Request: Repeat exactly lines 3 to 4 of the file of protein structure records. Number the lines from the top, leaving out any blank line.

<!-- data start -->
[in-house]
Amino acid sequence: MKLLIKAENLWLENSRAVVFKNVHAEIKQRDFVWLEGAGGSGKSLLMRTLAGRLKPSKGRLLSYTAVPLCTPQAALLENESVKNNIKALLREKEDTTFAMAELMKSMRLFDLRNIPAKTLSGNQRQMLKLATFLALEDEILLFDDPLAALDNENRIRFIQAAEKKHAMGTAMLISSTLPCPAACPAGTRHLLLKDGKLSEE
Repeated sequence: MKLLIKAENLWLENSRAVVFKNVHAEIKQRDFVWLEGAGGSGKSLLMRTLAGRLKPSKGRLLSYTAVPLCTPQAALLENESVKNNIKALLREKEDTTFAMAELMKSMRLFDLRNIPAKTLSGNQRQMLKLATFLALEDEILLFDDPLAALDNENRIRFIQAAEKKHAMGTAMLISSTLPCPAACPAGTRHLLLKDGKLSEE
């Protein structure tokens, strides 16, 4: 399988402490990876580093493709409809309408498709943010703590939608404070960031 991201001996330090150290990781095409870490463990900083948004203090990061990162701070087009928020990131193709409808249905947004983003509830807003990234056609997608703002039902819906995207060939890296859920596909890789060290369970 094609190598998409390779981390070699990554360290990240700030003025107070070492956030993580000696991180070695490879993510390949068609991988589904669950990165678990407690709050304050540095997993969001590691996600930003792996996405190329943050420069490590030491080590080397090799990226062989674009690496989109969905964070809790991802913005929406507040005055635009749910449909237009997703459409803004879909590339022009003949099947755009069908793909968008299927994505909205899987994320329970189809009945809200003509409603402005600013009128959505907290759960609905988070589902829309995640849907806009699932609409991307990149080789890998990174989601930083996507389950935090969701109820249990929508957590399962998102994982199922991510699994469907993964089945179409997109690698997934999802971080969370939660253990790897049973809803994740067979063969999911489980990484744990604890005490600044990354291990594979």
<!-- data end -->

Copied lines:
Repeated sequence: MKLLIKAENLWLENSRAVVFKNVHAEIKQRDFVWLEGAGGSGKSLLMRTLAGRLKPSKGRLLSYTAVPLCTPQAALLENESVKNNIKALLREKEDTTFAMAELMKSMRLFDLRNIPAKTLSGNQRQMLKLATFLALEDEILLFDDPLAALDNENRIRFIQAAEKKHAMGTAMLISSTLPCPAACPAGTRHLLLKDGKLSEE
């Protein structure tokens, strides 16, 4: 399988402490990876580093493709409809309408498709943010703590939608404070960031 991201001996330090150290990781095409870490463990900083948004203090990061990162701070087009928020990131193709409808249905947004983003509830807003990234056609997608703002039902819906995207060939890296859920596909890789060290369970 094609190598998409390779981390070699990554360290990240700030003025107070070492956030993580000696991180070695490879993510390949068609991988589904669950990165678990407690709050304050540095997993969001590691996600930003792996996405190329943050420069490590030491080590080397090799990226062989674009690496989109969905964070809790991802913005929406507040005055635009749910449909237009997703459409803004879909590339022009003949099947755009069908793909968008299927994505909205899987994320329970189809009945809200003509409603402005600013009128959505907290759960609905988070589902829309995640849907806009699932609409991307990149080789890998990174989601930083996507389950935090969701109820249990929508957590399962998102994982199922991510699994469907993964089945179409997109690698997934999802971080969370939660253990790897049973809803994740067979063969999911489980990484744990604890005490600044990354291990594979």